Center for Tribal and Indigenous Engagement
Bringing Tribal, Local, State, and Federal partners together in a culturally respective manner to develop actionable solutions to complex issues.
The Keystone Value
Keystone’s Center for Tribal and Indigenous Engagement (CTIE) works with leaders from both Tribal and non-Tribal communities to identify and address some of the most challenging issues facing Tribal and Indigenous communities:
Keystone has direct knowledge and experience in developing government-to-government guidance between state and federal agencies and sovereign Tribal governments.
Keystone engages Tribal nations and industry leaders in ongoing dialogue and collaborative decision-making around issues that have historically been a source of contention.
Keystone leverages its robust education program to increase access to a quality education for Tribal and Indigenous populations.
Keystone brings together partners in a collaborative and culturally respective manner to facilitate better relationships, improve health education, and develop actionable solutions that improve the overall health status of Tribal and Indigenous populations.
Growing Ute Futures
Keystone Policy Center has been working with Ute Mountain Ute leaders to create a science, technology, engineering, arts, and mathematics curriculum that is also embedded with Ute arts, language, culture, and traditions. The Kwiyagat Community Academy, the first school located on the Ute Mountain Ute reservation, opened in Fall 2021 with 27 students enrolled in kindergarten and first grade. The school is a key component of Growing Ute Futures and is already making an impact within the community. Learn More
Tribal Consultation: City of Boulder
Keystone has partnered with the City of Boulder to develop and implement a city/Tribal consultation process opening a dialogue and education initiative around cultural, spiritual, and historical significance for Tribal and Indigenous members of the community. The initiative began in 2019 and continues today. Learn More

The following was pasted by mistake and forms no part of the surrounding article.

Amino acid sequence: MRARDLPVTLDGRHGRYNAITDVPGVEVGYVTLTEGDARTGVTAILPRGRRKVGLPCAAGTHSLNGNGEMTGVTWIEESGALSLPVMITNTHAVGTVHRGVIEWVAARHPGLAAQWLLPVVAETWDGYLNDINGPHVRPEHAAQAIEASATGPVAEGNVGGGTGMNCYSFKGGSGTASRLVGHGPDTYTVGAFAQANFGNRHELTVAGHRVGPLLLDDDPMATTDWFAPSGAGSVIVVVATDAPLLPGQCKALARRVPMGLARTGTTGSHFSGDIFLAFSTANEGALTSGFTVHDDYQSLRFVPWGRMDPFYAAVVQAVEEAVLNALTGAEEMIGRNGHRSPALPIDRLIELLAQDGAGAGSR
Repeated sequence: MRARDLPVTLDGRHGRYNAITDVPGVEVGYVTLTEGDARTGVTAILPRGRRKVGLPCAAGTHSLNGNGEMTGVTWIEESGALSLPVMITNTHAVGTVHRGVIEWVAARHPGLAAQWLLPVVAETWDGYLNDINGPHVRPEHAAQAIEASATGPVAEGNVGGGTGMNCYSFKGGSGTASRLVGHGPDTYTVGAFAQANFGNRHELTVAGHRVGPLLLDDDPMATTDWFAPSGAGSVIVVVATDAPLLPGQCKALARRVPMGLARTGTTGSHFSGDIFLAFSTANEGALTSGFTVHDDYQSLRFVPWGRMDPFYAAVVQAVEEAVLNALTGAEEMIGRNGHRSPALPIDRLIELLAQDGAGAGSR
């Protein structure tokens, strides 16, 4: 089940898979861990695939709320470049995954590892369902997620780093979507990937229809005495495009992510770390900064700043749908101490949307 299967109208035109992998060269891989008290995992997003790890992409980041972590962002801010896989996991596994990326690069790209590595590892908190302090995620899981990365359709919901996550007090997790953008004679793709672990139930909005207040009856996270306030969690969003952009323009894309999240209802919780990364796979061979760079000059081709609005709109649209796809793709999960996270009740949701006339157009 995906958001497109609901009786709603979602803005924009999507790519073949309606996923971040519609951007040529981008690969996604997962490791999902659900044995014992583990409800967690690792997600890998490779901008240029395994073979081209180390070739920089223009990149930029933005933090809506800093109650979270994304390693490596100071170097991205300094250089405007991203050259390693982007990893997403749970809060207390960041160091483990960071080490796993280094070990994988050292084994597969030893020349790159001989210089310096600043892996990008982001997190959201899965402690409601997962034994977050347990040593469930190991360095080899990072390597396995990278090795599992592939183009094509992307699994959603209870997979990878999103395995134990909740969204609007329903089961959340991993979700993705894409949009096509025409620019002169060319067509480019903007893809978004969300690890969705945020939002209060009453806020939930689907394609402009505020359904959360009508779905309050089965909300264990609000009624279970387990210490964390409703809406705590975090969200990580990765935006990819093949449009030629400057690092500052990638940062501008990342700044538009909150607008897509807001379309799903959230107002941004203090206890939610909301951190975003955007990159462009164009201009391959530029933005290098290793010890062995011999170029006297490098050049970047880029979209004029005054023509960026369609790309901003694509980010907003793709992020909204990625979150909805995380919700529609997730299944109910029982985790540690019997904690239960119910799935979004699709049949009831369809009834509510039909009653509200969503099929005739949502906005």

Gray Wolf Restoration and Management Public Engagement
Colorado voters passed Proposition 114 directing the Colorado Parks and Wildlife Commission to begin the planning process to reintroduce gray wolves west of the Continental Divide no later than December 2023. Keystone was selected by Colorado Parks and Wildlife to implement a robust public involvement effort that provides opportunities for Coloradoans and the state’s American Indian Tribes to provide substantive input and feedback on the wolf reintroduction restoration and management planning process. Learn More
Tribal/Energy Industry Leader Summit
Keystone Policy Center convened a summit of tribal and business leaders Tulalip, Washington, to discuss the different ways these leaders can address legal jurisdictions and governing decisions related to energy development on or adjacent to tribal land. The summit explored what opportunities are available for industry and tribes to engage more effectively and what structure or environment is needed, or can be created, to support proactive dialogue. Learn More
Mental Health Listening Sessions
Keystone Policy Center partnered with the office of the Lieutenant Governor to conduct a series of mental health listening sessions in Southwest Colorado. The series aimed to open a dialogue among state officials, Tribal members, nonprofit organizations, local government and education leaders, and the general public about issues related to mental health. Learn More
Creating Indigenous Partnerships for Conservation
Keystone’s Center for Tribal and Indigenous Engagement has partnered with The Nature Conservancy to advise the organization on opportunities and approaches for natural resources conservation work with Indigenous partners, evaluates conservation initiatives, and co-develops a Colorado-centered cultural competency training to support future engagement and Tribal outreach.